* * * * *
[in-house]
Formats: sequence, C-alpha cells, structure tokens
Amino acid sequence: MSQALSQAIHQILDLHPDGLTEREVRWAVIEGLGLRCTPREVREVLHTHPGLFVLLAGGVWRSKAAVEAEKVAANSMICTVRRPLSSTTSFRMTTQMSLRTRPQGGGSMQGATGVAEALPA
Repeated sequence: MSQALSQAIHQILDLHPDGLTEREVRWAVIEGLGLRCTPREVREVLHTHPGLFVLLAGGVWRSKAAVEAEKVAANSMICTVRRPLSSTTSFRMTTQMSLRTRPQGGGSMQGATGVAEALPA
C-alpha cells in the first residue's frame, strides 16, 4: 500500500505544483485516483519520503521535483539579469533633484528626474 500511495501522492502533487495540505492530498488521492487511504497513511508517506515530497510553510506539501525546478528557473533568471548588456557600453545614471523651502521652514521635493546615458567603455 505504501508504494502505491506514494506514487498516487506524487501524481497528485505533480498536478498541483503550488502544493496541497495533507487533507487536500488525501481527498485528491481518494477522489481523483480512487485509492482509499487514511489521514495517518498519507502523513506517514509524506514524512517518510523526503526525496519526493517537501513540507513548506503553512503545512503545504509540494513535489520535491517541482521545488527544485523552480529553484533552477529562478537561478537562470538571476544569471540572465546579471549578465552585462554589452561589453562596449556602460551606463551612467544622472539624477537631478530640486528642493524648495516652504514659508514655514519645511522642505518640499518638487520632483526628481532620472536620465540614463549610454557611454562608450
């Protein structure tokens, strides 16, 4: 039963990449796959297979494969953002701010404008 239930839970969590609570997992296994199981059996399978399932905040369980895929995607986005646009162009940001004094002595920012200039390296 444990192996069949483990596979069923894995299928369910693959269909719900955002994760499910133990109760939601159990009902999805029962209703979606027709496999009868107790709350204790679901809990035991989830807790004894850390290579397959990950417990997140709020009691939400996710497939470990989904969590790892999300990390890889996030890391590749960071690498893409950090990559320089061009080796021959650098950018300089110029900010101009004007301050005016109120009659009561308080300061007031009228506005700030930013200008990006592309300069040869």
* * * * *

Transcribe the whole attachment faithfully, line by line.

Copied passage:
[in-house]
Formats: sequence, C-alpha cells, structure tokens
Amino acid sequence: MSQALSQAIHQILDLHPDGLTEREVRWAVIEGLGLRCTPREVREVLHTHPGLFVLLAGGVWRSKAAVEAEKVAANSMICTVRRPLSSTTSFRMTTQMSLRTRPQGGGSMQGATGVAEALPA
Repeated sequence: MSQALSQAIHQILDLHPDGLTEREVRWAVIEGLGLRCTPREVREVLHTHPGLFVLLAGGVWRSKAAVEAEKVAANSMICTVRRPLSSTTSFRMTTQMSLRTRPQGGGSMQGATGVAEALPA
C-alpha cells in the first residue's frame, strides 16, 4: 500500500505544483485516483519520503521535483539579469533633484528626474 500511495501522492502533487495540505492530498488521492487511504497513511508517506515530497510553510506539501525546478528557473533568471548588456557600453545614471523651502521652514521635493546615458567603455 505504501508504494502505491506514494506514487498516487506524487501524481497528485505533480498536478498541483503550488502544493496541497495533507487533507487536500488525501481527498485528491481518494477522489481523483480512487485509492482509499487514511489521514495517518498519507502523513506517514509524506514524512517518510523526503526525496519526493517537501513540507513548506503553512503545512503545504509540494513535489520535491517541482521545488527544485523552480529553484533552477529562478537561478537562470538571476544569471540572465546579471549578465552585462554589452561589453562596449556602460551606463551612467544622472539624477537631478530640486528642493524648495516652504514659508514655514519645511522642505518640499518638487520632483526628481532620472536620465540614463549610454557611454562608450
């Protein structure tokens, strides 16, 4: 039963990449796959297979494969953002701010404008 239930839970969590609570997992296994199981059996399978399932905040369980895929995607986005646009162009940001004094002595920012200039390296 444990192996069949483990596979069923894995299928369910693959269909719900955002994760499910133990109760939601159990009902999805029962209703979606027709496999009868107790709350204790679901809990035991989830807790004894850390290579397959990950417990997140709020009691939400996710497939470990989904969590790892999300990390890889996030890391590749960071690498893409950090990559320089061009080796021959650098950018300089110029900010101009004007301050005016109120009659009561308080300061007031009228506005700030930013200008990006592309300069040869």